Powerful storms — including tornadoes — were leaving a trail of death and destruction across the South over the weekend, with at least five people killed and many more injured in Mississippi early Sunday after two children reportedly died in Texas on Saturday.
The children, ages 3 and 8, perished when a tree toppled onto the back of their family’s car in Lufkin, Angelina County, while it was in motion, the county sheriff’s office confirmed. The parents were in the fronts seats and were not injured.
Details of the Mississippi fatalities, all of which were reported in Monroe County, were not immediately available, WCBI-TV in Columbus, Miss., reported.
The storms ripping through the South in recent days have leveled trees and homes and caused power outages, according to reports.
Parts of the state were placed under a tornado watch until 5 a.m. Sunday, the station reported.
In Texas, baseball-sized hail fell north of San Antonio, with larger hail falling closer to the Dallas-Fort Worth region.
A curfew was in effect from 8 p.m. to 7 a.m. Sunday in Franklin, Texas, about 125 miles south of Dallas, following a direct hit from a tornado that overturned mobile homes and damaged other residences. Two people suffered non-life threatening injuries and others were treated for minor injuries, Robertson County Sheriff Gerald Yezak said.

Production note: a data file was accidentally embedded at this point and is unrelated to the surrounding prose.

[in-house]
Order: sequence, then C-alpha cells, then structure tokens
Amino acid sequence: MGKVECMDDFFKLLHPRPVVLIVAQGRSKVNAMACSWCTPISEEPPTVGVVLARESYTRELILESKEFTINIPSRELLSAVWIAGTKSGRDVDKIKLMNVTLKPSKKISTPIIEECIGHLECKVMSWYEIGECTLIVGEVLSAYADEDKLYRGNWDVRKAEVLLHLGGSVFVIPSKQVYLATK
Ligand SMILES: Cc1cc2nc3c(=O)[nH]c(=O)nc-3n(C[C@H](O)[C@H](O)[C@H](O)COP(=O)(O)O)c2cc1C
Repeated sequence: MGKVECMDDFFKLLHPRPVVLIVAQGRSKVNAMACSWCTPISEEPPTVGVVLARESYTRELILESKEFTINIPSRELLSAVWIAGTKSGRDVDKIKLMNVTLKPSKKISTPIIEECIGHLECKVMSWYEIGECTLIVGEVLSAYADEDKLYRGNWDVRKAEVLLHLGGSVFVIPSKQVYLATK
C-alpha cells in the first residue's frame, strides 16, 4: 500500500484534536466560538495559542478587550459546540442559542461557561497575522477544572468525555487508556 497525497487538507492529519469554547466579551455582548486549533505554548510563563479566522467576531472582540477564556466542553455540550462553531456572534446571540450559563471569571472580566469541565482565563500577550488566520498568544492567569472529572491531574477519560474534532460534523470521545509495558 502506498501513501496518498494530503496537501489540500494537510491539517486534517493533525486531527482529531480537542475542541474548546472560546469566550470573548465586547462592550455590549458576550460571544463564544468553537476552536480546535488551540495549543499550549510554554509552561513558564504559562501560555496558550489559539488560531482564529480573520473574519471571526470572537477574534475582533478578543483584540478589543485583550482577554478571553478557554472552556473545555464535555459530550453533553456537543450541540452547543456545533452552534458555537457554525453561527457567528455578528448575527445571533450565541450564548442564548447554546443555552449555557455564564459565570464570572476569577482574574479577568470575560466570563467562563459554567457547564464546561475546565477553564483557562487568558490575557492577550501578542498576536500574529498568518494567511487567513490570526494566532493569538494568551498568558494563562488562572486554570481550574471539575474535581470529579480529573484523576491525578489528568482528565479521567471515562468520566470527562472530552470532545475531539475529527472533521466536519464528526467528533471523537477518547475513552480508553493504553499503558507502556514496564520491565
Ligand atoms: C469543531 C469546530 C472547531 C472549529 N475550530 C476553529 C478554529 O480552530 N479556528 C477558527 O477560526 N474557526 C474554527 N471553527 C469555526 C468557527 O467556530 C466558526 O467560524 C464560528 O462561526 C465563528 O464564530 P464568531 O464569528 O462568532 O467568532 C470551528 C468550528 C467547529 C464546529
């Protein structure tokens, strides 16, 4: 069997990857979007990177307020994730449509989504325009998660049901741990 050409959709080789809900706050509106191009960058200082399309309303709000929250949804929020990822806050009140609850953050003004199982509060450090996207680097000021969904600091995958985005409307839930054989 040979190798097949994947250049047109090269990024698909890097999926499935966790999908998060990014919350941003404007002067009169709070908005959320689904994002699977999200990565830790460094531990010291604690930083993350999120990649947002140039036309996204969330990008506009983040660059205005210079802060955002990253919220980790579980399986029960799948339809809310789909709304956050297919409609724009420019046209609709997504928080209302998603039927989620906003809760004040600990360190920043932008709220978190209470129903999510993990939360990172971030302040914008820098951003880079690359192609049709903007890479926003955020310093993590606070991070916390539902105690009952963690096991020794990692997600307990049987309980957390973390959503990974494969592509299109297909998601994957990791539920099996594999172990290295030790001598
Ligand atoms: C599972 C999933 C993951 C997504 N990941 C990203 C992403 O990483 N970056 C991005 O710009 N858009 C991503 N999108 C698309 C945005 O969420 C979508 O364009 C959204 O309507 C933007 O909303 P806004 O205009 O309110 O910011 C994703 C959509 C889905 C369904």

Another possible tornado touched down in the Vicksburg, Miss., area but no injuries were reported Saturday. Students at Mississippi State University sheltered in basements and hallways as a tornado made its way near the Starkville campus.
POWERFUL, DEADLY STORMS CONTINUE TO MOVE ACROSS SOUTH
The National Weather Service in Jackson canceled a tornado watch early Sunday, saying no additional serve weather was expected.
Debris was found but no injuries were reported, University spokesman Sid Salter said.
The severe weather was expected to continue into Sunday as it moves across the Deep South.
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“All facets of severe weather are anticipated this weekend, ranging from damaging wind gusts and large hail to frequent lightning strikes, flash flooding and tornadoes,” AccuWeather Senior Meteorologist Alex Sosnowski said.
More than 140,000 people remained without power in Texas, Mississippi, Louisiana and Arkansas late Saturday. The National Weather Service said the storm was expected to move from the Ohio Valley to the Southeast.
The Associated Press contributed to this report.